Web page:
because they became outdated or were never sold. While some companies find ways to sell dead inventory in a secondary market, holding and managing obsolete stock has several costs. One good way to eliminate dead stock is to have an inventory liquidation sale where a business sells closeouts and gets rid of excess inventory. Goods can be moved through closeout websites or discount stores to consumers who like to bargain hunt and search for deals and specials on toys, housewares, home décor and lawn and garden closeouts.
Dead Stock is more of a problem for e-commerce businesses without any effective inventory control or inventory management in place. Companies that use management systems or software are far less likely to be left with excess stock on their warehouse shelves. Closeouts in 3PL warehouses are common even though these are often large distribution centers and are faced with having to sell excess inventory. A business may shut down it’s 3PL warehouse to save money on storing old inventory or overstock merchandise. with Dead stock can also be termed ‘dead inventory’, ‘obsolete stock’ and ‘excess inventory/stock
The terms dead stock and excess inventory get used interchangeably because they both involve a business holding large amounts of inventory. However, they represent very different business outcomes; excess stock is an opportunity, whereas dead stock is a liability. Put simply, the definition of excess inventory is when supply outstrips customer demand. This results in slow-moving products with expensive holding costs, often in outside warehouses or 3PL warehouses. But if a business acts fast, it can prevent excess inventory from becoming dead stock that must be sold off to liquidation companies, overstock buyers and buyers for unwanted inventory. Strategies such as hosting clearance sales, product bundling, or diverting inventory to different store locations enable can manage excess inventory effectively and even strengthen their bottom line. It is always best to sell excess inventory and not be the kind of business that lets stock sit idle and become totally dead stock. It is always better to sell excess inventory for any price rather than let it sit in the warehouse collecting dust and losing value. An inventory liquidation sale is a sure
way to clean out your warehouse, generate cash, and get rid of dead merchandise. You can also list products on closeout websites where you may even get more money. In sum, the more products you have, the more storage is going to cost you. So the faster you get rid of closeouts, the better off you will be. If your inventory is made up of fast-moving products with high levels of demand, this isn’t necessarily a problem. But if a high percentage of your inventory is dead stock, you’re wasting valuable warehouse space. This is compounded by the fact that storage costs come bundled with other expenses, including insurance, labor, handling, and warehouse utilities.
There are also opportunity costs that are difficult to quantify but are no less damaging to your business. For example, choosing to discount dead stock or sell it via Amazon and eBay may help to shift products, but this has ramifications beyond reducing your profit margins. Continuous discounts can devalue your brand and attract shoppers who are less brand loyal and more interested in getting a good deal. Once you’ve set these expectations among shoppers, it’s very difficult to change them. Closeout websites and deal sites are fantastic ways to sell your excess inventory, but be careful not to train your customers to wait for deals.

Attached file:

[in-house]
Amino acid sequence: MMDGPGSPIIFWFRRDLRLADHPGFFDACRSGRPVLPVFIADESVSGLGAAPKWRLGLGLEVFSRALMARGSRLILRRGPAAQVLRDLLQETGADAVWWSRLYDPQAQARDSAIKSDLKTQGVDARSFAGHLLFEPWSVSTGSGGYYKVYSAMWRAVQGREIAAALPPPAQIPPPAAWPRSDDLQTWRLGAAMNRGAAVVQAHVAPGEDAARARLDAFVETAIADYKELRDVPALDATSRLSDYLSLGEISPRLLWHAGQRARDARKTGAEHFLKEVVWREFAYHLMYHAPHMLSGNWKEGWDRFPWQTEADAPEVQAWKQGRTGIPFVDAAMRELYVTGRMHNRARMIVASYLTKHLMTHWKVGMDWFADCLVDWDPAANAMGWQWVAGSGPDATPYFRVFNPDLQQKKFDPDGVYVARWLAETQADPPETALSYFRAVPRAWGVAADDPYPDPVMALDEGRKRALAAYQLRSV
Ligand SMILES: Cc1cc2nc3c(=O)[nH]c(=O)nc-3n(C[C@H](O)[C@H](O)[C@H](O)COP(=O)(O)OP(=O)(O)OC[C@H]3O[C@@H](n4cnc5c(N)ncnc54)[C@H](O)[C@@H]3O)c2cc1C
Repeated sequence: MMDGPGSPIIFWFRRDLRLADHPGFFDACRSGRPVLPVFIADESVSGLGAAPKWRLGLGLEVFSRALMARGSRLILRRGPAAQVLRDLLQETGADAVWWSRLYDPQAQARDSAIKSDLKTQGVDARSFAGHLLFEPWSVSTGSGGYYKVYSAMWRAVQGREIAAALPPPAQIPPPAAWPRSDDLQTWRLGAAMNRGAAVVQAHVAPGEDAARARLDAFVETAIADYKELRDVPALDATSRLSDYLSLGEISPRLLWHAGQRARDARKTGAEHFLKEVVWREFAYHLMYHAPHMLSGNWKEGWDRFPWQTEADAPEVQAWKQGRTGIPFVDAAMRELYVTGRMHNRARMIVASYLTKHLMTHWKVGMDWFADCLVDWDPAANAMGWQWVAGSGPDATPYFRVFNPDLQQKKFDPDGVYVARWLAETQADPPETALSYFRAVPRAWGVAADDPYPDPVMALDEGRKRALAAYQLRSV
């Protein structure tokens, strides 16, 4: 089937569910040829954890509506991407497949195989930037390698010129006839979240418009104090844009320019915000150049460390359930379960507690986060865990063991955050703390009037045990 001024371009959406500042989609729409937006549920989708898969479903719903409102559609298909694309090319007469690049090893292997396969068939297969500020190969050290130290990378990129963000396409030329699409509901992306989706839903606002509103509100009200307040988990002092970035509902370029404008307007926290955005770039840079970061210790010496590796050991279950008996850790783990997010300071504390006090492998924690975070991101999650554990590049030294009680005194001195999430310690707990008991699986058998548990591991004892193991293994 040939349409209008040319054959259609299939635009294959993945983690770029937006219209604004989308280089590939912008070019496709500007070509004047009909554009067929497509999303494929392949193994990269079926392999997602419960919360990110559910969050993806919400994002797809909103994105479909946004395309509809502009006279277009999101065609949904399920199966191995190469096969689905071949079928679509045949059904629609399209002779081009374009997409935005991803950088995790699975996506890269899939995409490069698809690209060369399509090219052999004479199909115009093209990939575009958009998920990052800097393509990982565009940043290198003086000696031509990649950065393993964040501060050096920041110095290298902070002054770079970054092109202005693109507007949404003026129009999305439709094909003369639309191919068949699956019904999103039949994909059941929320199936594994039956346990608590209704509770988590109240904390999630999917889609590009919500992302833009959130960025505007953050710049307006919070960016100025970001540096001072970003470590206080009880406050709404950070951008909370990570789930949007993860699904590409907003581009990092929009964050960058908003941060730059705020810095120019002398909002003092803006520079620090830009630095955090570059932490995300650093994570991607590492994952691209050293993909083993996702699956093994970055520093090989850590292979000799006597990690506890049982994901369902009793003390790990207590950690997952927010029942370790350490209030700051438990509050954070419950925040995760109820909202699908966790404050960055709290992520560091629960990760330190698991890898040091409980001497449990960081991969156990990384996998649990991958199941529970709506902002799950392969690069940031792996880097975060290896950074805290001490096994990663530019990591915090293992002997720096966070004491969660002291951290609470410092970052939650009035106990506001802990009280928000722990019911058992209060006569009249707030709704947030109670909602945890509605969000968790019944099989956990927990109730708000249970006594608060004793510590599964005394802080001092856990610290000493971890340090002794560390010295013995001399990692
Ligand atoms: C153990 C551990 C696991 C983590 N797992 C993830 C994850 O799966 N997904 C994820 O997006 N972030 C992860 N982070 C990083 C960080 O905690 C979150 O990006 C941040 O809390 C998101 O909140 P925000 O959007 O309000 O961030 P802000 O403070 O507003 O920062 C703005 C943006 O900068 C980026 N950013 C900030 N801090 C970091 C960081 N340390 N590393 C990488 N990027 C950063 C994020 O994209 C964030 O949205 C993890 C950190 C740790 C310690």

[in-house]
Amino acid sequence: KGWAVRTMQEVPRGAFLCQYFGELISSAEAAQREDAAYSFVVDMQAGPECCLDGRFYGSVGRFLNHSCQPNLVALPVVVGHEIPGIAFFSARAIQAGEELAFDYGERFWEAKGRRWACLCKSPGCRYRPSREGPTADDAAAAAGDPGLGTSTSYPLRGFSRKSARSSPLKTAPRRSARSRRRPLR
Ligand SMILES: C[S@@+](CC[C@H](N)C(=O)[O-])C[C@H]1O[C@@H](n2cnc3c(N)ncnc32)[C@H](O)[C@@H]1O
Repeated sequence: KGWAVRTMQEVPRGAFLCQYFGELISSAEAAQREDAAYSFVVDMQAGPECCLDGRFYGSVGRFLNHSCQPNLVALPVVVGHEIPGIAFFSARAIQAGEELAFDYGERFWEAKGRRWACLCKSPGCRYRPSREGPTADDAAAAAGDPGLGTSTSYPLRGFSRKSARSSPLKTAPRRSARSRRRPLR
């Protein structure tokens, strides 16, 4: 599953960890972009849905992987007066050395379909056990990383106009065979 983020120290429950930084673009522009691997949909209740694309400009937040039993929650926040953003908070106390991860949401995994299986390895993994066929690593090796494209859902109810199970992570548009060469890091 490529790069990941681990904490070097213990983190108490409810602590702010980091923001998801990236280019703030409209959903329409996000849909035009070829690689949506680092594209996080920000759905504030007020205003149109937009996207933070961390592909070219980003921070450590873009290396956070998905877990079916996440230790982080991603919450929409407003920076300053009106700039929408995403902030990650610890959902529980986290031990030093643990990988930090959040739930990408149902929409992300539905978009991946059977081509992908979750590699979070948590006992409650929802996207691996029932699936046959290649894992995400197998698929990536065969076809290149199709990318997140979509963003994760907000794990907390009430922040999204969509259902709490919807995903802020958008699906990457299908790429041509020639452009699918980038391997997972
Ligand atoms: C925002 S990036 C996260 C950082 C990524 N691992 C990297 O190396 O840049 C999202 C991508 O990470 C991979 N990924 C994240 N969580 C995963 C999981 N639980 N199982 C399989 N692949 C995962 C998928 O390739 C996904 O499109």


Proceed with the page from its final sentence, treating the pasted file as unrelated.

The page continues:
With the pandemic causing extreme demand unpredictability and disruption of supply chains, dead inventory has become an even bigger issue. When the outbreak first hit in early 2020, ‘non-essential' retailers around the world found themselves with vast quantities of unsold products to manage, left within their stores or somewhere in their warehouses or on rails or ships. As shops reopened, retailers applied markdowns to contain losses on closeouts, but in general, and despite these actions, the amount of dead inventory and obsolete merchandise was massive.
Now, as many retailers are still in the recovery phases and lockdowns loom in many parts of the world once again, dead inventory remains an urgent (if not more urgent) matter. As the crisis altered customer habits and accelerated customer demand for overstock and liquidation inventory, it was even more complex for retailers to have the right merchandise in the right location at the right time. The result: many retailers now have inventory in the wrong place.
The cost of dead inventory is not just the purchase cost of the product plus the (typically onerous) handling costs. The opportunity cost (the missed opportunity to sell the item) must be added to the equation. When not managed properly, dead inventory, closeouts, unwanted merchandise and obsolete goods can become the silent killer for businesses, squeezing working capital and the bottom line.
Merchandise USA specializes in inventory liquidation sales, closeouts, and buying overstock inventory. We have been excess inventory buyers for 37 years and specialize in toys, housewares, lawn and garden, and all other consumer merchandise.